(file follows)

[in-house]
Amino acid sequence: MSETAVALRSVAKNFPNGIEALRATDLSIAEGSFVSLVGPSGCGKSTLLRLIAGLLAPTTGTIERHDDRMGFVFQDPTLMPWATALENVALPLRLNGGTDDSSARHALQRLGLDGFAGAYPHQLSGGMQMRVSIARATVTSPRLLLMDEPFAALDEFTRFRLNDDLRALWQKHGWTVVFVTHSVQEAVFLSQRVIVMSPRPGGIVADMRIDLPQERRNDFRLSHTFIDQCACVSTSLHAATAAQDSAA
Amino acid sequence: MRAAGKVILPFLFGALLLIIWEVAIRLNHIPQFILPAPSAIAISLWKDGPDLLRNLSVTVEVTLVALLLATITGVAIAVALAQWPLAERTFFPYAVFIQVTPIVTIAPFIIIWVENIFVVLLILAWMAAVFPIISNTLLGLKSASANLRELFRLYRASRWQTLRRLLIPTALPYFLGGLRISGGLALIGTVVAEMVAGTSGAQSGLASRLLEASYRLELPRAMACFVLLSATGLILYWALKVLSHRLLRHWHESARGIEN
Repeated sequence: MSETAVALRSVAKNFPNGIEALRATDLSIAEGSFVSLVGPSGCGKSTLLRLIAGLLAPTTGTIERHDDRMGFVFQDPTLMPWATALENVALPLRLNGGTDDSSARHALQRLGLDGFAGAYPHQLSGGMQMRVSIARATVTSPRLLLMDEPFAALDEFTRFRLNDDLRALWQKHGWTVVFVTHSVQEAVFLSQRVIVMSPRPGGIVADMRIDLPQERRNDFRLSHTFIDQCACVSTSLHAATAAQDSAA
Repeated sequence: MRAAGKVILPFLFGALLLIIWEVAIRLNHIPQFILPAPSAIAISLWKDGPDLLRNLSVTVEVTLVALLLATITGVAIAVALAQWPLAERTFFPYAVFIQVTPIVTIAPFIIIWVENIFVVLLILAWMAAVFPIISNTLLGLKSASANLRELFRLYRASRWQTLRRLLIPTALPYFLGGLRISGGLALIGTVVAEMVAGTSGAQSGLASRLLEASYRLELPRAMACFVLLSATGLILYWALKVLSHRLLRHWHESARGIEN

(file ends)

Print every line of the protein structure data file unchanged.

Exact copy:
[in-house]
Amino acid sequence: MSETAVALRSVAKNFPNGIEALRATDLSIAEGSFVSLVGPSGCGKSTLLRLIAGLLAPTTGTIERHDDRMGFVFQDPTLMPWATALENVALPLRLNGGTDDSSARHALQRLGLDGFAGAYPHQLSGGMQMRVSIARATVTSPRLLLMDEPFAALDEFTRFRLNDDLRALWQKHGWTVVFVTHSVQEAVFLSQRVIVMSPRPGGIVADMRIDLPQERRNDFRLSHTFIDQCACVSTSLHAATAAQDSAA
Amino acid sequence: MRAAGKVILPFLFGALLLIIWEVAIRLNHIPQFILPAPSAIAISLWKDGPDLLRNLSVTVEVTLVALLLATITGVAIAVALAQWPLAERTFFPYAVFIQVTPIVTIAPFIIIWVENIFVVLLILAWMAAVFPIISNTLLGLKSASANLRELFRLYRASRWQTLRRLLIPTALPYFLGGLRISGGLALIGTVVAEMVAGTSGAQSGLASRLLEASYRLELPRAMACFVLLSATGLILYWALKVLSHRLLRHWHESARGIEN
Repeated sequence: MSETAVALRSVAKNFPNGIEALRATDLSIAEGSFVSLVGPSGCGKSTLLRLIAGLLAPTTGTIERHDDRMGFVFQDPTLMPWATALENVALPLRLNGGTDDSSARHALQRLGLDGFAGAYPHQLSGGMQMRVSIARATVTSPRLLLMDEPFAALDEFTRFRLNDDLRALWQKHGWTVVFVTHSVQEAVFLSQRVIVMSPRPGGIVADMRIDLPQERRNDFRLSHTFIDQCACVSTSLHAATAAQDSAA
Repeated sequence: MRAAGKVILPFLFGALLLIIWEVAIRLNHIPQFILPAPSAIAISLWKDGPDLLRNLSVTVEVTLVALLLATITGVAIAVALAQWPLAERTFFPYAVFIQVTPIVTIAPFIIIWVENIFVVLLILAWMAAVFPIISNTLLGLKSASANLRELFRLYRASRWQTLRRLLIPTALPYFLGGLRISGGLALIGTVVAEMVAGTSGAQSGLASRLLEASYRLELPRAMACFVLLSATGLILYWALKVLSHRLLRHWHESARGIEN